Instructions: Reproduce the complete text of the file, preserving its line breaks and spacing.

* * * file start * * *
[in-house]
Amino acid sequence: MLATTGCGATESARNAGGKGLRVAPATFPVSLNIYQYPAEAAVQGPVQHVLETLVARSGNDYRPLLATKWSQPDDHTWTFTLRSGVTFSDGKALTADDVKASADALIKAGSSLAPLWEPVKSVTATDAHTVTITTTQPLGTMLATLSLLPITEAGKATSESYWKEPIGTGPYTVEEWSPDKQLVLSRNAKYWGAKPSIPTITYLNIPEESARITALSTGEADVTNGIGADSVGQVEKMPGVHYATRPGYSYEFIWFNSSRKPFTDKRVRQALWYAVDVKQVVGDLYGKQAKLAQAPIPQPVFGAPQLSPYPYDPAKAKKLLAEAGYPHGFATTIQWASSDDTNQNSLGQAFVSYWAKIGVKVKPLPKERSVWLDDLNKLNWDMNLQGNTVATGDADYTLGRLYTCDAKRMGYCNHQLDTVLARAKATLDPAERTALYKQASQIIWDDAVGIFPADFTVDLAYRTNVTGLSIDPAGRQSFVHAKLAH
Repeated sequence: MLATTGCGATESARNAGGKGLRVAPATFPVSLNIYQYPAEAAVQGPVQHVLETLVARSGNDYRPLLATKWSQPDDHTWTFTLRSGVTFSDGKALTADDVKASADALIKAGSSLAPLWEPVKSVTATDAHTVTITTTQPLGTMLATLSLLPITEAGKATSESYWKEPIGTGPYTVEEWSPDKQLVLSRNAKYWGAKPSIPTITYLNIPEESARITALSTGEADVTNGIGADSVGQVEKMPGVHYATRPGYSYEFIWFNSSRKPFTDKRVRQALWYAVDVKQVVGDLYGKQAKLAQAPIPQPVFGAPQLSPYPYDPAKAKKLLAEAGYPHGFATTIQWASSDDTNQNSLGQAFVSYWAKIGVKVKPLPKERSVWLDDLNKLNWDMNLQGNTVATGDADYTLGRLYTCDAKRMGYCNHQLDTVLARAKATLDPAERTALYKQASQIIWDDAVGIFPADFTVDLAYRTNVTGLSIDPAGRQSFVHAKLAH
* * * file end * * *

[in-house]
Amino acid sequence: MLATTGCGATESARNAGGKGLRVAPATFPVSLNIYQYPAEAAVQGPVQHVLETLVARSGNDYRPLLATKWSQPDDHTWTFTLRSGVTFSDGKALTADDVKASADALIKAGSSLAPLWEPVKSVTATDAHTVTITTTQPLGTMLATLSLLPITEAGKATSESYWKEPIGTGPYTVEEWSPDKQLVLSRNAKYWGAKPSIPTITYLNIPEESARITALSTGEADVTNGIGADSVGQVEKMPGVHYATRPGYSYEFIWFNSSRKPFTDKRVRQALWYAVDVKQVVGDLYGKQAKLAQAPIPQPVFGAPQLSPYPYDPAKAKKLLAEAGYPHGFATTIQWASSDDTNQNSLGQAFVSYWAKIGVKVKPLPKERSVWLDDLNKLNWDMNLQGNTVATGDADYTLGRLYTCDAKRMGYCNHQLDTVLARAKATLDPAERTALYKQASQIIWDDAVGIFPADFTVDLAYRTNVTGLSIDPAGRQSFVHAKLAH
Repeated sequence: MLATTGCGATESARNAGGKGLRVAPATFPVSLNIYQYPAEAAVQGPVQHVLETLVARSGNDYRPLLATKWSQPDDHTWTFTLRSGVTFSDGKALTADDVKASADALIKAGSSLAPLWEPVKSVTATDAHTVTITTTQPLGTMLATLSLLPITEAGKATSESYWKEPIGTGPYTVEEWSPDKQLVLSRNAKYWGAKPSIPTITYLNIPEESARITALSTGEADVTNGIGADSVGQVEKMPGVHYATRPGYSYEFIWFNSSRKPFTDKRVRQALWYAVDVKQVVGDLYGKQAKLAQAPIPQPVFGAPQLSPYPYDPAKAKKLLAEAGYPHGFATTIQWASSDDTNQNSLGQAFVSYWAKIGVKVKPLPKERSVWLDDLNKLNWDMNLQGNTVATGDADYTLGRLYTCDAKRMGYCNHQLDTVLARAKATLDPAERTALYKQASQIIWDDAVGIFPADFTVDLAYRTNVTGLSIDPAGRQSFVHAKLAH